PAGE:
5:10PM; Friday, April 24.
South on Highway 99 in Glenn Crytzer’s Beetle with the top down. We’re talking about the place of music in society as we drive to a dress rehearsal for the premier of his “Concerto for Violoncello and Orchestra,” which debuted with Joshua Roman on cello on the 25th.
Glenn is a cellist himself, a composer, and the Seattle Opera’s music librarian. His concerto is a strong statement, a memory of his late cello teacher in four movements. The music has its clear influences: components of jazz and expressionism, rhythms and harmonies sometime reminiscent of Stravinsky; but the voice of this concerto is all its own.
We sit eight rows back, with the score propped in front of us, as the Northwest Symphony Orchestra rehearses. Watching the music unfold on the staffs of the printed page as the notes issue from the orchestra gives it a synesthetic feel; transforming the intervals of the melody into visual peaks and troughs, so that my eye’s seem to be hearing the music in place of my ears. I enjoy this effect, and the life that it gives to the music, like a devilish dance unfolding on the paper. This score is especially visually arresting. Wildly arpeggiated in sections, rhythmically diverse throughout. The piece excels in juxtaposing puckish moments of full-lifed exuberance, with reflective, slow passages that linger on the ear.
These are the evenings which remind, in no uncertain terms, that very remarkable classical music is still being created and that new music is alive, if not kicking, in Seattle.
9:32PM; Saturday, April 25.
The audience at Benaroya Hall is on its feet for Marc-André Hamelin. He looks considerably different than I expected, older than the videos on YouTube, which must have been recorded decades ago. Hamelin is a beast of piano technique, and I’ve been hoping to see him play in person almost since I became interested in the piano.
I am standing only ten feet from him (one of my favorite divergences between classical music and popular music is that in the concert hall, the cheap seats are often the ones closest to the orchestra. Good luck getting $17 tickets to stand stage-side at a Justin Timberlake concert) and still a bit breathless from the coda of Totentanz, which he’s just finished playing.
Franz Liszt had a flare for the dramatic - there is a story of Liszt, Marie D’Agoult, and George Sand finding a small cathedral in Italy with a new organ and asking the church organist to step aside so that Liszt might have a shot at the instrument. The resulting improvisation, an experiment with variations on the theme “Dies Irae,” was said to have shaken the church and stupefied the regular organist - and Hamelin handles the virtuosity of Totentanz (also a rhapsody on the Dies Irae) with ferocious conviction. He is not a player of great theatrics, but his hands move so quickly, and with such power, that it seems unbelievable when the piano is left standing and in tune at the end of a performance.
This music has a power that keeps people coming back, again and again. As with popular bands, there are cults of the devoted. Individuals who will travel thousands of miles to see classical musicians perform certain works. The Seattle Symphony may not draw the crowds of Bumbershoot, but this music has a staying power that popular artists can’t hope to achieve.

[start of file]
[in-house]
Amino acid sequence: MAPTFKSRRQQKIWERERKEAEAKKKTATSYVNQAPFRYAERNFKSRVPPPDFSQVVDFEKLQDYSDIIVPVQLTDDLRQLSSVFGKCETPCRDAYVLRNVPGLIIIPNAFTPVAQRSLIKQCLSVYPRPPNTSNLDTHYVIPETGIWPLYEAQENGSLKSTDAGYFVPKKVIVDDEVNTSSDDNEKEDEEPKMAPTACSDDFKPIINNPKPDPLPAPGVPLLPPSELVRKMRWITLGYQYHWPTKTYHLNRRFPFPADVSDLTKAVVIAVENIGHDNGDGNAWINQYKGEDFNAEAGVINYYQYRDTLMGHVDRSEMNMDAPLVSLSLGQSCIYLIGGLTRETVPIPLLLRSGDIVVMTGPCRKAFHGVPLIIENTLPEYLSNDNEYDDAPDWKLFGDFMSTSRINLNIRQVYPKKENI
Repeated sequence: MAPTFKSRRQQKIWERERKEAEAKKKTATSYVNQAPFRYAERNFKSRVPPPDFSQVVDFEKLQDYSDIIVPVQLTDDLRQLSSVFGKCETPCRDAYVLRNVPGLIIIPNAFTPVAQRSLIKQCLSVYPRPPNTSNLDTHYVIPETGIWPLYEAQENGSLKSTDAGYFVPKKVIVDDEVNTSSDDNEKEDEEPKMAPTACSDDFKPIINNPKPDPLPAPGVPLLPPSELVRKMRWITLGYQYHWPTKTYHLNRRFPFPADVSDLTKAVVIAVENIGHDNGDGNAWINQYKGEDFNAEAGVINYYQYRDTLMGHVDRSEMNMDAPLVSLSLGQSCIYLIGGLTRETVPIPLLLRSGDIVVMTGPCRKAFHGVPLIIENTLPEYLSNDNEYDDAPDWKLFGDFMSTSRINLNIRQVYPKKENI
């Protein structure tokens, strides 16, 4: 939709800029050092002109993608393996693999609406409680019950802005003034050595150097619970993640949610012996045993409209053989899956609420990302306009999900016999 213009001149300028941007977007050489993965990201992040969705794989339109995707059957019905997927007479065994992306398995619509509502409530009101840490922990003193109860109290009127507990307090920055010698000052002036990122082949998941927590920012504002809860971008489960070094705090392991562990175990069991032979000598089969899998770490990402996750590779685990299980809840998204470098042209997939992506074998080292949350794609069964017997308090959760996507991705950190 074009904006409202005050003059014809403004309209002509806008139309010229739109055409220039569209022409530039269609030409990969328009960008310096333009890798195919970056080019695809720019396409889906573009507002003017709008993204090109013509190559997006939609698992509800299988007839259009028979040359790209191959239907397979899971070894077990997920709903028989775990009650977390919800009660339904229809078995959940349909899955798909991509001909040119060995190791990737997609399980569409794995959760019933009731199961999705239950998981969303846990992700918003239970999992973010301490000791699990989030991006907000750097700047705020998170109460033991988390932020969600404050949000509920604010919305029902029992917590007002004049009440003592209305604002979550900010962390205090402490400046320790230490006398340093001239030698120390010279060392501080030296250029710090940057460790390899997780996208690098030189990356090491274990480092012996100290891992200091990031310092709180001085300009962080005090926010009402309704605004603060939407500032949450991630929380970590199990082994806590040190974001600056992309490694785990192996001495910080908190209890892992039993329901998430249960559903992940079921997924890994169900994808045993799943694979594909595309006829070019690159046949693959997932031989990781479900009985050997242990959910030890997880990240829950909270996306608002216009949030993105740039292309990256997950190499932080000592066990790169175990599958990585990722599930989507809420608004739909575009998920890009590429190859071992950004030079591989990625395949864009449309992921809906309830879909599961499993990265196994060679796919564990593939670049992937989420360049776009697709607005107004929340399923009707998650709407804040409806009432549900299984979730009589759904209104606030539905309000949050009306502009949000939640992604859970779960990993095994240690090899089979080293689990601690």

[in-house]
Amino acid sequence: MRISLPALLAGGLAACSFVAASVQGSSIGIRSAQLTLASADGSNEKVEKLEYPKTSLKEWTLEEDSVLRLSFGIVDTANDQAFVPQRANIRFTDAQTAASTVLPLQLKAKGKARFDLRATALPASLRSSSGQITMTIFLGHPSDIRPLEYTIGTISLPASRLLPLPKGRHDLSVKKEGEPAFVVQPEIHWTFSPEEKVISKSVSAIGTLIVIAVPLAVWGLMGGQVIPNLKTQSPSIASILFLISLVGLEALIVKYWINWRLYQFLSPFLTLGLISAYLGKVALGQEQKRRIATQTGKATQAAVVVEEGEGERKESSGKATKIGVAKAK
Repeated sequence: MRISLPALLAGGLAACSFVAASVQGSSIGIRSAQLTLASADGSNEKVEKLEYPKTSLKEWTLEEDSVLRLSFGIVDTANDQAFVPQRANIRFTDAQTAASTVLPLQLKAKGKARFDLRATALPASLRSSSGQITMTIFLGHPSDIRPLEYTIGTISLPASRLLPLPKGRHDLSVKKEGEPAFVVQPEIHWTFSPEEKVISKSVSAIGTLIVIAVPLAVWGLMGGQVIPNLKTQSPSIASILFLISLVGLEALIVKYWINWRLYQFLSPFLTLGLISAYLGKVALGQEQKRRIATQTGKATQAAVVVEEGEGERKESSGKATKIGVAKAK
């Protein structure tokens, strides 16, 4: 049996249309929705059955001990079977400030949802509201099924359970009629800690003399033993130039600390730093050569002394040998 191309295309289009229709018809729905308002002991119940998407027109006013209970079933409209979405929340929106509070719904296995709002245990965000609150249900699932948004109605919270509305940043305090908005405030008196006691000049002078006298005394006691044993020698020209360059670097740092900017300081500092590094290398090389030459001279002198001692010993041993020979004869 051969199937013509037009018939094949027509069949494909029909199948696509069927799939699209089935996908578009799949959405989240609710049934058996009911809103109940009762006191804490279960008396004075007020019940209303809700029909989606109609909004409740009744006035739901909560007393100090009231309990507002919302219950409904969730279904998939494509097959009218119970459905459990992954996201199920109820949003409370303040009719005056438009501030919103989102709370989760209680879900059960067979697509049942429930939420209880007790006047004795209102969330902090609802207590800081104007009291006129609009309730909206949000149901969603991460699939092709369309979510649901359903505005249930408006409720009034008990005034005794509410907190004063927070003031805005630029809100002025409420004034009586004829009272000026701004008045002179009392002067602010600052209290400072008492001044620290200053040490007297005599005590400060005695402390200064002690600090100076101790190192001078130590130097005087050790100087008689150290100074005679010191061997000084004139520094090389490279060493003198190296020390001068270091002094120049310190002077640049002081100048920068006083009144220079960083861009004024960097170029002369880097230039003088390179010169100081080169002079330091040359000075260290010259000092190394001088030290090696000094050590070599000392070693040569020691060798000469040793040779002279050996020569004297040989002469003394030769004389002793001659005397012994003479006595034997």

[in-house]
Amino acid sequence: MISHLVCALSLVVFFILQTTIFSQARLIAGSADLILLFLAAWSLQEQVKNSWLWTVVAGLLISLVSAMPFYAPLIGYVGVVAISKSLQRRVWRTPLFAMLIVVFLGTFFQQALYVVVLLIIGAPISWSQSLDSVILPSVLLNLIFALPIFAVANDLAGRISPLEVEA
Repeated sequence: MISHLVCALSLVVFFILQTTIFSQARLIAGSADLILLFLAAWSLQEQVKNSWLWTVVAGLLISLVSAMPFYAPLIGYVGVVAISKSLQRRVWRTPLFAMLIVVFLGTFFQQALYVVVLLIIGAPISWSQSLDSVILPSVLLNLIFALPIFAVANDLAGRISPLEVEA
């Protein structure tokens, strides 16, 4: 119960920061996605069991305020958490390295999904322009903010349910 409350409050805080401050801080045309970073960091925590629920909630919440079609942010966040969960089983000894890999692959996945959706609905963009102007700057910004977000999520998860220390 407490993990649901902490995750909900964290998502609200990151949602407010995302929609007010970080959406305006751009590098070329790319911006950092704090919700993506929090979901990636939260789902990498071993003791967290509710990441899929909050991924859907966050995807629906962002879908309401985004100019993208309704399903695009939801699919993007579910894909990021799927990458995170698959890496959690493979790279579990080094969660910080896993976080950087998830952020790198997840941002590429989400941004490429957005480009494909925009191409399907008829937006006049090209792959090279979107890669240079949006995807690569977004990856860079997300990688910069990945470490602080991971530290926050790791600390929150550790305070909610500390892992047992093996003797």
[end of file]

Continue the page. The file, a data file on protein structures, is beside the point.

It would be naïve to compare popular with classical music, but standing in Benaroya hall on this Saturday evening, I am reminded of the singular capacity of classical music to move the observer, in many cases, centuries after its original composition. It makes me think also of my experience at the Northwest Symphony Orchestra’s rehearsal last evening. Glenn’s music won’t sell out the Key Arena, but with his concerto, he has made a statement that could effect thoughts and emotions hundreds of years from now. That is no small accomplishment.
10:00PM; Sunday, April 26.
Puzzle over this one. I’m lying in the southwest corner of St. Mark’s Cathedral on Capitol Hill surrounded by hundreds of people my age (who, unlike me, are hip) and we’ve just finished listening to music that’s about a thousand years old. The Sunday evening Compline service at St. Mark’s is exactly the inverse of an evening at Benaroya, young face after young face, interrupted only occasionally by an older countenance. Many come to worship, but like myself, there is also a population at the Compline who come for the music alone.
Unlike the concert hall, people here are strewn everywhere. Some are perched in pews, but most sit or lie on the floor of the Cathedral. They are dressed informally: jeans, sweatpants, and hoodies the most common costume, and there is no clapping at the end of the service. All that is left are a few hundred individuals, comfortably enjoying some of the simplest music in existence, which happens to be a millennium old.
I’ve had several discussions recently about formality and classical music. Feelings that the concert hall should be a place of jackets and ties, long dresses and high heels. These are not feelings that I share, and I think that this is why: the patrons of St. Mark’s Sunday night Compline are so contented, free to be swept up by the music without a second thought.
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